Santa Cruz Police Officer With PTSD Fights for Disability Retirement

For many years, former Santa Cruz police officer Josafat “Joe” Rodriguez Jr. didn’t know he was suffering from post-traumatic stress disorder.

A veteran of the Persian Gulf War, the 44 year old from Salinas at first didn’t acknowledge that the wail of a police siren triggered memories of sirens he heard during the war. The desert sirens warned of nerve-gas attacks, and Rodriguez would don a gas mask and take cover with his fellow Marines.

As a Santa Cruz police officer years later, Rodriguez joined the county’s Narcotics Enforcement Team and participated in guns-drawn drug raids on homes that also reminded him of the war. Even working at the police station, where people walked casually in halls carrying guns and wearing uniforms, was enough to give him an anxiety attack.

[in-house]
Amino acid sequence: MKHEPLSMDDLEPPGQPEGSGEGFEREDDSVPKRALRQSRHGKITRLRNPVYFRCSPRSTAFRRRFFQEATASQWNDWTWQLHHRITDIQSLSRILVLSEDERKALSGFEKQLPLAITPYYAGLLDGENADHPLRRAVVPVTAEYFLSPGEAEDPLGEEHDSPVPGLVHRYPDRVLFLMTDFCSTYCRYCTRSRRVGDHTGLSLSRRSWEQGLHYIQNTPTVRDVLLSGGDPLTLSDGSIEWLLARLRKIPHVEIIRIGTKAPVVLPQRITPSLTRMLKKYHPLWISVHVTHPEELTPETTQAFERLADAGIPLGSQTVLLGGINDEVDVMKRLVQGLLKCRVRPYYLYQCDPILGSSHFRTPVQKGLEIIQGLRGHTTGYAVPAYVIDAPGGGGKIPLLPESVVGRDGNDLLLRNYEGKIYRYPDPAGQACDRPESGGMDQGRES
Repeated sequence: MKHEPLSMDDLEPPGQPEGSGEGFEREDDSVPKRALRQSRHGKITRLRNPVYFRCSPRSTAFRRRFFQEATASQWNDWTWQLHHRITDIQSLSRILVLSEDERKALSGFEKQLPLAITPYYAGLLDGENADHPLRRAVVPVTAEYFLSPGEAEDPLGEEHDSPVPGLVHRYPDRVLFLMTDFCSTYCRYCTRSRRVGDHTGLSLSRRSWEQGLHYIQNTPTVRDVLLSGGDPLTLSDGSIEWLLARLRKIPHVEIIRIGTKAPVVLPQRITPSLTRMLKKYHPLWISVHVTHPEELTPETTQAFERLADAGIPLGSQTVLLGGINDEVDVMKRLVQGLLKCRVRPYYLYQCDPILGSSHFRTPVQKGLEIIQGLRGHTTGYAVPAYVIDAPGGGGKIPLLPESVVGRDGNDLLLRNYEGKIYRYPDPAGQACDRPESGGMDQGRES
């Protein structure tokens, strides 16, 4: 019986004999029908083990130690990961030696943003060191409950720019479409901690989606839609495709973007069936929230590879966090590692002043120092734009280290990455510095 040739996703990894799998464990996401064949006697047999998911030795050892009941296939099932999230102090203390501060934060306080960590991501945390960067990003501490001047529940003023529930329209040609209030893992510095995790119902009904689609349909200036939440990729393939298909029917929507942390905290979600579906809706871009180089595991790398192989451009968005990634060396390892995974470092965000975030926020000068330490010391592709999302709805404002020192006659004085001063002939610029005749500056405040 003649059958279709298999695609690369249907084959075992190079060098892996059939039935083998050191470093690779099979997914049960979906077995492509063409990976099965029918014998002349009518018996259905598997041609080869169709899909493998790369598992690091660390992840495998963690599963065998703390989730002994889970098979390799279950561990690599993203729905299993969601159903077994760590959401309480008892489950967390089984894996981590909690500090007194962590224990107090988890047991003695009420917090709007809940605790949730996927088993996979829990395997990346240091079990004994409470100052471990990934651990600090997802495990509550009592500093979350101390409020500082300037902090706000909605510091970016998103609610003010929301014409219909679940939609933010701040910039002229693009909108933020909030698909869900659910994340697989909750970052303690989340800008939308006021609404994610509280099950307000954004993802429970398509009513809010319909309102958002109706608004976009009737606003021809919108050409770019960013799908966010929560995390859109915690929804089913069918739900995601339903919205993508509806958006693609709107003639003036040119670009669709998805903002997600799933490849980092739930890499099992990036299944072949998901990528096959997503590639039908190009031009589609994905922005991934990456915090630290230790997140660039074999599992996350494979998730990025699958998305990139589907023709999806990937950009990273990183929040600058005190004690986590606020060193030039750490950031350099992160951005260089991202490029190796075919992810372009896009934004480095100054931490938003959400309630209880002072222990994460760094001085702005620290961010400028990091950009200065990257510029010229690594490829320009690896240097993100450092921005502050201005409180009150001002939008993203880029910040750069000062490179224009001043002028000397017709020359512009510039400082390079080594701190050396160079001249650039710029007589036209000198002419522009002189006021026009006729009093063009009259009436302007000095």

Now, according to attorneys involved in a court case that has spanned five years, an inability from him or anyone else to recognize his symptoms of post-traumatic stress disorder may cost him a disability retirement worth tens of thousands of dollars.

Shaffman, Rodriguez’ attorney, said Rodriguez struggled for a long time to understand his own mental health problems. He has since remarried and had a third child.

“Rodriguez gave enormous service and sacrifice to his country and this community at great personal cost. “He has no anger towards the city for how he has been treated, as he understands no one realized when he left that he was suffering from PTSD,” said Shaffman.

Now, Shaffman said, “His deepest desire is to continue to heal his own PTSD and help his fellow war veterans heal theirs.”


The Veterans Affairs crisis line can be reached at 800-273-8255 ext. 1 or by texting 838255 or visiting www.VeteransCrisisLine.net.


Read more in the Santa Cruz Sentinel.

Source: www.santacruzsentinel.com


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